Conventional electrolytic cleaning and plating processes operate in a low-voltage regime in which the electrical current increases monotonically with the applied voltage. In these conventional electrolytic processes, cleaning and/or plating, the generation of gas bubbles on the cathode do not, in any circumstance, experience the generation of plasma. In conventional electrolytic processes the increase in voltage produces many bubbles at the cathode surface, due to intensive electrolysis of the solution and liberation of Joule heat. At this stage the cell voltage-current characteristics conform to Ohm's Law. As voltage is increased, at some point the vapor inside the bubble is broken down and a spark discharge is observed. Continued voltage increase causes the spark intensity to increase. In this zone, known typically as an unstable region, the initiation of arc-discharge plasma is observed. Continued increase in voltage, above another point, a continuous glow occurs and remains as voltage increase continues, and in this region, current increases as voltage increases until a point is reached where electrical arcing occurs, which marks the termination of the plasma discharge region.
Prior patents such as UK-A-1399710, U.S. Pat. No. 5,958,604, U.S. Pat. No. 5,981,084, U.S. Pat. No. 5,700,366 and U.S. Pat. No. 6,585,875 in the field of electrical plasma processing (cleaning and coating) employ high voltage and operate in an electrical regime in which the current decreases or remains essentially the same as voltage is increased and are characterized by the formation of plasma at the onset of the unstable region.
In the current improved process the operating regime is substantially changed and has shifted out of the unstable region and operates in a region where as voltage is increased amperage also increases.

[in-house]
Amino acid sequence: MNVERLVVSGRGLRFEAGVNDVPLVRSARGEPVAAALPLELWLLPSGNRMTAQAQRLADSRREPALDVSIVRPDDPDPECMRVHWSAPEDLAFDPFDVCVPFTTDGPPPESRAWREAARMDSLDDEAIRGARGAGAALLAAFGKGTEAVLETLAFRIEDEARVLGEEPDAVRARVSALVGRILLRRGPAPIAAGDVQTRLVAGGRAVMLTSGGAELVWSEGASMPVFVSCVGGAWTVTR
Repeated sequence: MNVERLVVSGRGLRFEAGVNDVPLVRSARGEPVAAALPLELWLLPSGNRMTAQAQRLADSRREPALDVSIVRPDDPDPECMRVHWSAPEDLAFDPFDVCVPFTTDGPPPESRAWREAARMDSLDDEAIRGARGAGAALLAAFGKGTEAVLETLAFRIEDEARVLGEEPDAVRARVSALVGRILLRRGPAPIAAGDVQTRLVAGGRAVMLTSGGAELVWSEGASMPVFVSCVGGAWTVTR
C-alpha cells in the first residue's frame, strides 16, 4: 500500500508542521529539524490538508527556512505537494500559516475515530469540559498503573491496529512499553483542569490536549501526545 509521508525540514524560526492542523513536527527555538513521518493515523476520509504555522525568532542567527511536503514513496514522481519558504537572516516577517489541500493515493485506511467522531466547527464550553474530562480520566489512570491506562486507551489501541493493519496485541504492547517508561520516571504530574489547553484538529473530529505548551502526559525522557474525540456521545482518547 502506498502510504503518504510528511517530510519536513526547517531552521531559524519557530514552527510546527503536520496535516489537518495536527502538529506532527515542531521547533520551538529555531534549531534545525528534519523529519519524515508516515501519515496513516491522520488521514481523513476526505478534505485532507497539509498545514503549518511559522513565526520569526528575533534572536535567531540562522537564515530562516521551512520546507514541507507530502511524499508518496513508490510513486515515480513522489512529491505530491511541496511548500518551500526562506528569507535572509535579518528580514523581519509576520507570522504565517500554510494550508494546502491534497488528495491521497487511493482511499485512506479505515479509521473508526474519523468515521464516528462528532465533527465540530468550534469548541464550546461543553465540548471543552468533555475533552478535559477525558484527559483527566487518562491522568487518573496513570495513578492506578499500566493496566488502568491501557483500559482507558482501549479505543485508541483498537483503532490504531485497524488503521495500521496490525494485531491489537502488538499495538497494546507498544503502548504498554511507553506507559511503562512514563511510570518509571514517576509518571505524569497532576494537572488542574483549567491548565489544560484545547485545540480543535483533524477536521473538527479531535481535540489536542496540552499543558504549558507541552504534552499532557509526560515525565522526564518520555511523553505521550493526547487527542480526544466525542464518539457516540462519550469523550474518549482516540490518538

UK-A-1399710 teaches that the gas film must be continuous and the electrical regime which describes the current as decreasing or remaining fairly constant as voltage is increased described the "unstable regime" characterized as the descending half of the first current increase curve.
GB-A-1399710 teaches that a metal surface can be cleaned electrolytically without over-heating and without excessive energy consumption if the process is operated in a regime just beyond the unstable region, the "unstable region" being defined as one in which the current decreases with increasing voltage. By moving to higher voltages, where the current increases with increasing voltage a continuous film of gas/vapor is established over the treated surface, effective cleaning is obtained. Energy consumption is high (10 to 30 KWh/m2) as compared to the energy consumption required for acid pickling (0.4 to 1.8 KWh/m2).
SU-A-1599446 describes a high voltage electrolytic spark erosion cleaning process for welding rods which uses extremely high current densities, on the order of 1000/A/dm2, in a phosphoric acid solution.
SU-A-12244216 describes a micro-arc cleaning treatment for machine parts which operates at 100 to 350 volts using an anodic treatment. No particular method of electrolyte handling is taught.